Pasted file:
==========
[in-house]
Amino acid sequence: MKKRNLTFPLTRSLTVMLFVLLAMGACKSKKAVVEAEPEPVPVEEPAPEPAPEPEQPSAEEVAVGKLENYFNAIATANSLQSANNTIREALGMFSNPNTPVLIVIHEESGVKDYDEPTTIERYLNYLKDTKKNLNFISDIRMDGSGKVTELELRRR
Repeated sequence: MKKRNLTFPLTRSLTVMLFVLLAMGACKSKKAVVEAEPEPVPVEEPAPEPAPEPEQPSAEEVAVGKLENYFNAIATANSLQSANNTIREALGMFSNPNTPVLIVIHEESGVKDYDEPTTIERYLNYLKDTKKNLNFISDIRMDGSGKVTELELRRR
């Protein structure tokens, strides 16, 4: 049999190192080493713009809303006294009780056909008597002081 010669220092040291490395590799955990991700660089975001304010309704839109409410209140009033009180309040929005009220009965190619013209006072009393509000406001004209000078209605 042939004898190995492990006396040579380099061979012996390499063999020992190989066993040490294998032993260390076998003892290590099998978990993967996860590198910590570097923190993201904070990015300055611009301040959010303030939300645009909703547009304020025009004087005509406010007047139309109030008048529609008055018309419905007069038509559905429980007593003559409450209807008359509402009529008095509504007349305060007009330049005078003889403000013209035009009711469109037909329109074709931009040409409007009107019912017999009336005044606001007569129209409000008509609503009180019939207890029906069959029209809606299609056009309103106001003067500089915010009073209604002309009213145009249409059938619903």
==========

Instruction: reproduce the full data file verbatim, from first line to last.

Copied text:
[in-house]
Amino acid sequence: MKKRNLTFPLTRSLTVMLFVLLAMGACKSKKAVVEAEPEPVPVEEPAPEPAPEPEQPSAEEVAVGKLENYFNAIATANSLQSANNTIREALGMFSNPNTPVLIVIHEESGVKDYDEPTTIERYLNYLKDTKKNLNFISDIRMDGSGKVTELELRRR
Repeated sequence: MKKRNLTFPLTRSLTVMLFVLLAMGACKSKKAVVEAEPEPVPVEEPAPEPAPEPEQPSAEEVAVGKLENYFNAIATANSLQSANNTIREALGMFSNPNTPVLIVIHEESGVKDYDEPTTIERYLNYLKDTKKNLNFISDIRMDGSGKVTELELRRR
């Protein structure tokens, strides 16, 4: 049999190192080493713009809303006294009780056909008597002081 010669220092040291490395590799955990991700660089975001304010309704839109409410209140009033009180309040929005009220009965190619013209006072009393509000406001004209000078209605 042939004898190995492990006396040579380099061979012996390499063999020992190989066993040490294998032993260390076998003892290590099998978990993967996860590198910590570097923190993201904070990015300055611009301040959010303030939300645009909703547009304020025009004087005509406010007047139309109030008048529609008055018309419905007069038509559905429980007593003559409450209807008359509402009529008095509504007349305060007009330049005078003889403000013209035009009711469109037909329109074709931009040409409007009107019912017999009336005044606001007569129209409000008509609503009180019939207890029906069959029209809606299609056009309103106001003067500089915010009073209604002309009213145009249409059938619903």